Princess Anne Laughs at The Crown Actress' Struggle to Copy Her Hairstyle: 'It Takes Me 10 Minutes'

Erin Doherty, the actress who portrays a teenage Anne in the hit Netflix series, previously said it can take two hours to recreate the Princess Royal's updo

Princess Anne may need to lend a hand to The Crown's hair department.

After Erin Doherty, the actress who portrays a teenage Anne in the hit Netflix series, revealed it can take up to two hours to recreate the Princess Royal's signature updo, Anne shared she spends much less time on the hairstyle.

"Actually I read an article the other day about the, I don’t watch Netflix and The Crown, but the actress was talking about how long it took them to do their hair like I did," Queen Elizabeth's only daughter said in a new ITV documentary marking her 70th birthday next month. "And I'm thinking, 'How could you possibly take that long?' I mean, it takes me 10 or 15 minutes."

Anne admitted that she has seen the hit show and called the early episodes "quite interesting," but said she doesn't watch them anymore.

Princess Anne
Princess Anne; Erin Doherty. Anwar Hussein/Getty; Netflix

Doherty previously told Town & Country that perfecting her character's hair was "its own beast."

"Literally, I would sit in the chair, people would come in and go and come in and go, and I sat still in the same place," the actress said. "But it was so necessary for her character because it felt like her hair and her fashion were the way that she was able to express herself in the confined, controlled environment that she grew up in."

Princess Anne
Princess Anne. Indigo/Getty
Princess Anne
Princess Anne. Ian Forsyth/Getty

Princess Anne also discussed self-isolating at her Gatcombe Park home during the coronavirus pandemic, saying there was "plenty to do."

"It is frustrating, but it's not hard here," the mother of two said. "The idea of being stuck in a block of flats with small children, I can't imagine how difficult that would be."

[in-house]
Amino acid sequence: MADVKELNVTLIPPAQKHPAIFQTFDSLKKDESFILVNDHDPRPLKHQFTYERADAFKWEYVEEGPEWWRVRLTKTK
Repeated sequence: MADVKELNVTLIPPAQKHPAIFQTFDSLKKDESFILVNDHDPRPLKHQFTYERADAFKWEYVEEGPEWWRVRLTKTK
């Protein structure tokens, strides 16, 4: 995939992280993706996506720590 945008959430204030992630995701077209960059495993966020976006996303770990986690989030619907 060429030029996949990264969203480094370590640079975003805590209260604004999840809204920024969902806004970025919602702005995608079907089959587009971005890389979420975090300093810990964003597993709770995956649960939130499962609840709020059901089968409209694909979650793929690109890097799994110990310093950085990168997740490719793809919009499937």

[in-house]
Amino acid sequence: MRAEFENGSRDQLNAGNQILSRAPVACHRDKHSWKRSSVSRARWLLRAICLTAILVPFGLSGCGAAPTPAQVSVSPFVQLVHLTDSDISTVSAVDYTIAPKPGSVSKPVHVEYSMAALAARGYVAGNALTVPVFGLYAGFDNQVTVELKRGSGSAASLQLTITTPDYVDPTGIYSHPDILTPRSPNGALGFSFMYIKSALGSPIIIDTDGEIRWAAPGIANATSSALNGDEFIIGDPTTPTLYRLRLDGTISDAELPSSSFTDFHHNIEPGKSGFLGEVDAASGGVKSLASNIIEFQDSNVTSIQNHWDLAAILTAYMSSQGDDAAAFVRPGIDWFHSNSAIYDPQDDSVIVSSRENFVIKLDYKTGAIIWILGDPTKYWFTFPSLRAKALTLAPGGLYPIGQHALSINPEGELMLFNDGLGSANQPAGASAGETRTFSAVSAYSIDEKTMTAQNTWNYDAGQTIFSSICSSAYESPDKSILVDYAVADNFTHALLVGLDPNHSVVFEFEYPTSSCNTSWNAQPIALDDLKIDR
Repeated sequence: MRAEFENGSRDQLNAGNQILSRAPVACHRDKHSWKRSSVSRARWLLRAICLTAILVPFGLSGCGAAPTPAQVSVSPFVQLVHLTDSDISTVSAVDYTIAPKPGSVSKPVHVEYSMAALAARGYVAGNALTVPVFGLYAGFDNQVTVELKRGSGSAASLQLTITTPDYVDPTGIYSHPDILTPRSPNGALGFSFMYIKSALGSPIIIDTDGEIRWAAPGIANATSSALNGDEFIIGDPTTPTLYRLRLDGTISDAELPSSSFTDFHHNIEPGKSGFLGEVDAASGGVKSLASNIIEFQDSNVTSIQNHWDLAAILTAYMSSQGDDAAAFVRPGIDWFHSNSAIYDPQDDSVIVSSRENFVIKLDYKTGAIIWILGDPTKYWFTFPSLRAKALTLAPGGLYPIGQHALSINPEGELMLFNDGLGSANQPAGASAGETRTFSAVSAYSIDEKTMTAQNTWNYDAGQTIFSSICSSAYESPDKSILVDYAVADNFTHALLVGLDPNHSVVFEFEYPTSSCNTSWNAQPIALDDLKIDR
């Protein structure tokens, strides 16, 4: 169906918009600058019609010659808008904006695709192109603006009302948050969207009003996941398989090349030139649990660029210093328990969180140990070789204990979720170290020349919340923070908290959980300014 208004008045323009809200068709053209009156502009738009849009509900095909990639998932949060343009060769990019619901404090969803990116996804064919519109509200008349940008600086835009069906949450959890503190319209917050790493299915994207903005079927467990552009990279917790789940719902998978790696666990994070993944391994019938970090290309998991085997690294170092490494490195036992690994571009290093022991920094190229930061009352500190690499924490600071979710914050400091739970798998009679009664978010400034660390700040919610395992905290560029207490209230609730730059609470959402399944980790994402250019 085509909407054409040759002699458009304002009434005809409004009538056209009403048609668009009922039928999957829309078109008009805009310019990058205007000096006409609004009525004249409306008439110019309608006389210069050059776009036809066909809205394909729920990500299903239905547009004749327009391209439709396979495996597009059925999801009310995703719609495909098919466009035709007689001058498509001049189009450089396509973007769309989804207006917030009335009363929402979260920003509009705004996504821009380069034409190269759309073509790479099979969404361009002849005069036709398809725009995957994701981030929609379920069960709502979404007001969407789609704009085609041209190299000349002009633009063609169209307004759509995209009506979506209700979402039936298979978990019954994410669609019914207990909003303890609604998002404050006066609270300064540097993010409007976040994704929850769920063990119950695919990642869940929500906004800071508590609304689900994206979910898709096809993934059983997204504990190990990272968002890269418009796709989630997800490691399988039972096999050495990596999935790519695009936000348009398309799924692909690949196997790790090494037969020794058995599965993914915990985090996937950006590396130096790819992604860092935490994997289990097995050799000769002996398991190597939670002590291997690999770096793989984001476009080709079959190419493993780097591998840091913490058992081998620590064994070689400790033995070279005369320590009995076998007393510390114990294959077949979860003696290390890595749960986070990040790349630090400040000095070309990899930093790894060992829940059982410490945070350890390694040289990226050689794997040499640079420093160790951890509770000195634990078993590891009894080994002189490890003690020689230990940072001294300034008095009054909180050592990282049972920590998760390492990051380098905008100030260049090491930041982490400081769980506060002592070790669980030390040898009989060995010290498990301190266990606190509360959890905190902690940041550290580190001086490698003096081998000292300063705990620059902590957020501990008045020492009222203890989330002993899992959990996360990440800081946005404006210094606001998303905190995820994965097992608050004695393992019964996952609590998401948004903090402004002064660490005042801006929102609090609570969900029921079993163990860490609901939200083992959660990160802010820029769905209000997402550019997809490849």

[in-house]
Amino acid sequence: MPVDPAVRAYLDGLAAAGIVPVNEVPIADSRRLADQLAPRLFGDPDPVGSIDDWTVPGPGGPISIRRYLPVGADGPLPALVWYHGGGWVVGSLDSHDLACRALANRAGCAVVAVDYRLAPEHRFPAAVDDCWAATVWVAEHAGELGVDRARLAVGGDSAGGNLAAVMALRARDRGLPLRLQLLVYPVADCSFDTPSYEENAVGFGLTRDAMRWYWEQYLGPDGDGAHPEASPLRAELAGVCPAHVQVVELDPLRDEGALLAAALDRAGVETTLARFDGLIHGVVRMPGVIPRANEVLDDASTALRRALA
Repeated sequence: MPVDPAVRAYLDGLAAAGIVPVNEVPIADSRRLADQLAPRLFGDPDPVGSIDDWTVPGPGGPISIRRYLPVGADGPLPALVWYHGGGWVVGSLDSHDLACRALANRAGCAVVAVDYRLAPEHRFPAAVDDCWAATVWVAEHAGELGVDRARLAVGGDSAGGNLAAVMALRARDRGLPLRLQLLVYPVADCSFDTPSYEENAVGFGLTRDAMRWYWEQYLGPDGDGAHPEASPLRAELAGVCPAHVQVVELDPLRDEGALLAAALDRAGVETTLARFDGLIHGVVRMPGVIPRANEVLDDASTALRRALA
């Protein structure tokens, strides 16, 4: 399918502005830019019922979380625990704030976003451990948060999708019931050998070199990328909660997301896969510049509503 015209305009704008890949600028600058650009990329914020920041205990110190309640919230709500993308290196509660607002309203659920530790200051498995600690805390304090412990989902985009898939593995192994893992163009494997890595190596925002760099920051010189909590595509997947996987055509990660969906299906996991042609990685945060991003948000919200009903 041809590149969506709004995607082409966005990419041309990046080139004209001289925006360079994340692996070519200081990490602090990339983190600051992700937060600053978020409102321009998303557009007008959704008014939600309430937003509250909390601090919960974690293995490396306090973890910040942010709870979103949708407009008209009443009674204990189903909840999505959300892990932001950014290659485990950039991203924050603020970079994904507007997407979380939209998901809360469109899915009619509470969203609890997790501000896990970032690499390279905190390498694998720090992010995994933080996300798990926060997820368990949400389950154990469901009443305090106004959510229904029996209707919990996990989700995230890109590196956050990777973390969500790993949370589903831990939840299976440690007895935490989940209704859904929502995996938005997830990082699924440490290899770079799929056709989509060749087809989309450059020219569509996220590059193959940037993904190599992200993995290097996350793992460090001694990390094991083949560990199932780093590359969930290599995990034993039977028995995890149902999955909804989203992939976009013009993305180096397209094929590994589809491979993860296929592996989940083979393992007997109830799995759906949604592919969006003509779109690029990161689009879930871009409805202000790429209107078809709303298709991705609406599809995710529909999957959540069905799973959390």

She has also stayed busy with virtual royal engagements, although she has no desire to get involved with social media.

"I mean, I know what Twitter is, but I wouldn't go anywhere near it if you paid me frankly," she said.

Anne also suggested that social media adds to the pressures faced by the younger generation of royals, including Kate Middleton, Prince William, Meghan Markle and Prince Harry.

"There was no social media in my day, so it probably has made it more difficult," she said.

Princess Anne. Rolls Press/Popperfoto/Getty

In the new documentary, which followed Princess Anne for around a year, she talks "frankly" about the failed kidnap attempt in 1974 and, a press release said, producers have sourced previously-unseen family footage. As well as conversations with her two children, Peter Phillips and Zara Tindall, the filmmakers talk with her husband Vice Admiral Sir Tim Laurence.

"She was the first daughter of a monarch to go to school, the first royal Olympian and the first child of a monarch to insist her children were called 'Mr.,' and 'Miss,' " the press release adds, referring to Peter and Zara's lack of royal titles.

Princess Anne in the grounds of Sandringham, before the 1969 Royal Tour of Australia and New Zealand.
Princess Anne. Hulton-Deutsch Collection/CORBIS/Corbis via Getty

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School friends tell the program of Anne’s "desire to be 'one of the girls' before she came of age as the swinging '60s made way for the turbulent '70s." Anne, a break-out character in the latest series of Netflix's The Crown, appeared on the cover of fashion magazine Vogue three times during that period.

Viewers will see and hear "how she relaxes with her children, her grandchildren and her animals at her Gloucestershire estate while Sir Tim reflects on a shared love of the sea and much else," the press release adds.

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